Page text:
Second Same-Origin Policy Bypass Flaw Haunts Android Browser

There is another same-origin policy bypass vulnerability in the Android browser in versions prior to 4.4 that allows an attacker to steal data from a user’s browser.

There is another same-origin policy bypass vulnerability in the Android browser in versions prior to 4.4 that allows an attacker to steal data from a user’s browser. Google has fixed the vulnerability in some versions of Android, but millions of users of older versions are still affected. The vulnerability lies in the way that the Android function that’s responsible for loading frame URLs handles Javascript. Security researcher Rafay Baloch discovered the vulnerability and developed a proof-of-concept exploit that allows him to steal data from a user’s browser. Baloch said the vulnerability has been fixed for some time in Google Chrome, but had still existed in the Android browser until he disclosed it to Google late last month.

“The POC is very easy to understand for individuals having some javaScript background. However, for others let me break it down for you. The above code creates an object with data attribute, which loads up a URL from another origin in this case “http://www.bing.com”, however once it’s loaded, we replace bing.com with “javascript:alert(document.domain)”. The interesting thing here is that the last line is essential for the POC to work object.innerHTML = “foobar”; so that the navigation request is performed,” Baloch said in a post about the vulnerability.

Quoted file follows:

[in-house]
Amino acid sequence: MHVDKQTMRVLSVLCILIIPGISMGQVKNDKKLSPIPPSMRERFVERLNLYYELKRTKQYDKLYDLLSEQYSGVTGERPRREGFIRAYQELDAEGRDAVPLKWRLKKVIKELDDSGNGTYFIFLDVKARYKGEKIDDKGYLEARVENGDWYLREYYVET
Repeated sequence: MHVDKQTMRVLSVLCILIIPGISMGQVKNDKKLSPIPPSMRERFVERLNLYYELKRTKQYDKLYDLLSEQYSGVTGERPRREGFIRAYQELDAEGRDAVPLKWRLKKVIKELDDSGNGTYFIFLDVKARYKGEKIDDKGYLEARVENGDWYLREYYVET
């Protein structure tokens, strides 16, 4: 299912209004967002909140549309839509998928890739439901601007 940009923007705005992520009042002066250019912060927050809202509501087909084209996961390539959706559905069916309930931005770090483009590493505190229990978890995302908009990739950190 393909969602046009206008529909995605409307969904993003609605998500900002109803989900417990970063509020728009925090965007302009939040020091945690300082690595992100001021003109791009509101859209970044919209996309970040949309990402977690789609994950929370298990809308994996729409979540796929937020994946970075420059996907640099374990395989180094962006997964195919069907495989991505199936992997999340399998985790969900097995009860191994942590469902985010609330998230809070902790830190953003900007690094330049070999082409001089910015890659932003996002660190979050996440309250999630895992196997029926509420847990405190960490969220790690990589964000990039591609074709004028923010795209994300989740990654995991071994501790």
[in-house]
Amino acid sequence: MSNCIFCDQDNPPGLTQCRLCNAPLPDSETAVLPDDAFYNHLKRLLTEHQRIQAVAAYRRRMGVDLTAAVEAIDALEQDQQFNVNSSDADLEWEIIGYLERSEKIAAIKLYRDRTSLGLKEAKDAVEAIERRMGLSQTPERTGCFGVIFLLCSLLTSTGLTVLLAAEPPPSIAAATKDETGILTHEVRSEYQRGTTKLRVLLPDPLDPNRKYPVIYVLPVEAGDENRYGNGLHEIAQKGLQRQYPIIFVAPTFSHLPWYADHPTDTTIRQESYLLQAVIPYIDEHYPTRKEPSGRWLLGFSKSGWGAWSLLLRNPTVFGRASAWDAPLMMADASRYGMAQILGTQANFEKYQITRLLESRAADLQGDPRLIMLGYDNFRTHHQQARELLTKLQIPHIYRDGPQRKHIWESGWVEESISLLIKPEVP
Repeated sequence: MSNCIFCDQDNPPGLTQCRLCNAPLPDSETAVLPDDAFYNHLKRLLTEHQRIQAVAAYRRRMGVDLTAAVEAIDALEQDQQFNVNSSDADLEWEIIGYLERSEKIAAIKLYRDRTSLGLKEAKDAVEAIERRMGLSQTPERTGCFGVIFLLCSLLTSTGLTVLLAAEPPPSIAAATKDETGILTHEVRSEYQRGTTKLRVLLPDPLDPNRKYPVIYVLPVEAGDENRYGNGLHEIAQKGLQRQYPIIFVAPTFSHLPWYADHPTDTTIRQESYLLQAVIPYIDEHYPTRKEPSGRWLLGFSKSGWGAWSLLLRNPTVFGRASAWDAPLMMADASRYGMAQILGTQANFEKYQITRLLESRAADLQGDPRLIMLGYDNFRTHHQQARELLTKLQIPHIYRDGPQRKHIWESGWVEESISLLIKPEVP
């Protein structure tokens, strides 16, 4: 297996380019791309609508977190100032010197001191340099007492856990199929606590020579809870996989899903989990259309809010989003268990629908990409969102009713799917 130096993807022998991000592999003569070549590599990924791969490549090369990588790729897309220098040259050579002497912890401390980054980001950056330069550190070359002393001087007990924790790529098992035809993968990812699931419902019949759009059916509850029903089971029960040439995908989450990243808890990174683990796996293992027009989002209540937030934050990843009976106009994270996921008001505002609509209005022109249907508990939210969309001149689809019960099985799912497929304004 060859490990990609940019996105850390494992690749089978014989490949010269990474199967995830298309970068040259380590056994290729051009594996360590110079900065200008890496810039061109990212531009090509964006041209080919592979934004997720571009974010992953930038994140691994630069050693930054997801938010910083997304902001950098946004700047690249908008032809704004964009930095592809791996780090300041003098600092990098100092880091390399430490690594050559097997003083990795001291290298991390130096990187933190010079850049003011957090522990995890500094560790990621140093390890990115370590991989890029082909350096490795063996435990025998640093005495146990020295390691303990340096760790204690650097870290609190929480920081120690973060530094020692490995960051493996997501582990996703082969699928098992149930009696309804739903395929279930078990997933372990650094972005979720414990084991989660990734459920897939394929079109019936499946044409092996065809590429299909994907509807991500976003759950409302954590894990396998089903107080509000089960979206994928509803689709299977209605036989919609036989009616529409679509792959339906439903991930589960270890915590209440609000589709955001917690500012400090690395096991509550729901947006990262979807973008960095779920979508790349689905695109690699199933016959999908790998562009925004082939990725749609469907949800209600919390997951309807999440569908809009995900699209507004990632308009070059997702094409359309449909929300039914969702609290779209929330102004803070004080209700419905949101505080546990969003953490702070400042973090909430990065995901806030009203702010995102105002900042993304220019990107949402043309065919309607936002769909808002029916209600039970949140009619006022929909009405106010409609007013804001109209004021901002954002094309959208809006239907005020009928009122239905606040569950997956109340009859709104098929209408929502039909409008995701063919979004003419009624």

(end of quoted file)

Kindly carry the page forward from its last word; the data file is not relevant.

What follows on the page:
Baloch said via email that although Google has issued a patch for the vulnerability, it’s not exactly clear which versions it protects. The email from Google’s security team said that the fix was applied for Jelly Bean users, which means users of Android 4.1-4.3. So there’s no fix for downstream users, apparently.

The Android browser was the default installed browser on Android devices for a time, but Google has stopped supporting it. Chrome is now the preferred browser on Android devices.

Baloch, who discovered a separate SOP bypass flaw in the Android browser earlier this year, said that there are several other browsers that contain the newer SOP bypass flaw, including Safari 5.0.

“There are tons of other browsers with huge userbase that are vulnerable to same vulnerability, Maxthon, CM Browser, Safari Browser 5.0 to name a few. In case if you are still using Android browser or any of other browser, you should immediately apply patches or switch to Chrome or firefox. I believe there are several other vulnerabilities that were addresses in chrome webkit and still have not been addressed inside of Android browser, therefore it is recommended to avoid it completely,” he said.

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